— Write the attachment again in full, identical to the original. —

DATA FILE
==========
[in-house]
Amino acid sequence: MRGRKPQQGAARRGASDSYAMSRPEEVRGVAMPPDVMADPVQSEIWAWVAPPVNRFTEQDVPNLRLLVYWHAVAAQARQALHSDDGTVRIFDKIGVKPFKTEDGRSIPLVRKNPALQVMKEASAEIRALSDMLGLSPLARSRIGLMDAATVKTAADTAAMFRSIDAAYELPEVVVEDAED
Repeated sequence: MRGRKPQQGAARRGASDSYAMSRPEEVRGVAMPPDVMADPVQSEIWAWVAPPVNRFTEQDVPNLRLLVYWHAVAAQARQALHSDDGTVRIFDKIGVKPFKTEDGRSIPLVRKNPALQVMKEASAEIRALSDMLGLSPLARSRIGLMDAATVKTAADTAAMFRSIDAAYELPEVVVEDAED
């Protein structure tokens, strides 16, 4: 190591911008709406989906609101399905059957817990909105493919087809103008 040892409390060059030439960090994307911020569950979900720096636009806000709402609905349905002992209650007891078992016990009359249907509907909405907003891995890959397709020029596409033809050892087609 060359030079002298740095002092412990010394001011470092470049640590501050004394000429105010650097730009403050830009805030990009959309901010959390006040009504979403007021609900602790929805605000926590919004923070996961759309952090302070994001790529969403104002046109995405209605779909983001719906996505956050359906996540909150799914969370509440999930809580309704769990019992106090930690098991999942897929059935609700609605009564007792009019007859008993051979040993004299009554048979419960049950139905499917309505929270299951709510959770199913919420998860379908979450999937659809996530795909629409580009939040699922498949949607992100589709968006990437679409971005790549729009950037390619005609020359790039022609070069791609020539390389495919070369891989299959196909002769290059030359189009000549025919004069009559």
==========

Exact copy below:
[in-house]
Amino acid sequence: MRGRKPQQGAARRGASDSYAMSRPEEVRGVAMPPDVMADPVQSEIWAWVAPPVNRFTEQDVPNLRLLVYWHAVAAQARQALHSDDGTVRIFDKIGVKPFKTEDGRSIPLVRKNPALQVMKEASAEIRALSDMLGLSPLARSRIGLMDAATVKTAADTAAMFRSIDAAYELPEVVVEDAED
Repeated sequence: MRGRKPQQGAARRGASDSYAMSRPEEVRGVAMPPDVMADPVQSEIWAWVAPPVNRFTEQDVPNLRLLVYWHAVAAQARQALHSDDGTVRIFDKIGVKPFKTEDGRSIPLVRKNPALQVMKEASAEIRALSDMLGLSPLARSRIGLMDAATVKTAADTAAMFRSIDAAYELPEVVVEDAED
């Protein structure tokens, strides 16, 4: 190591911008709406989906609101399905059957817990909105493919087809103008 040892409390060059030439960090994307911020569950979900720096636009806000709402609905349905002992209650007891078992016990009359249907509907909405907003891995890959397709020029596409033809050892087609 060359030079002298740095002092412990010394001011470092470049640590501050004394000429105010650097730009403050830009805030990009959309901010959390006040009504979403007021609900602790929805605000926590919004923070996961759309952090302070994001790529969403104002046109995405209605779909983001719906996505956050359906996540909150799914969370509440999930809580309704769990019992106090930690098991999942897929059935609700609605009564007792009019007859008993051979040993004299009554048979419960049950139905499917309505929270299951709510959770199913919420998860379908979450999937659809996530795909629409580009939040699922498949949607992100589709968006990437679409971005790549729009950037390619005609020359790039022609070069791609020539390389495919070369891989299959196909002769290059030359189009000549025919004069009559």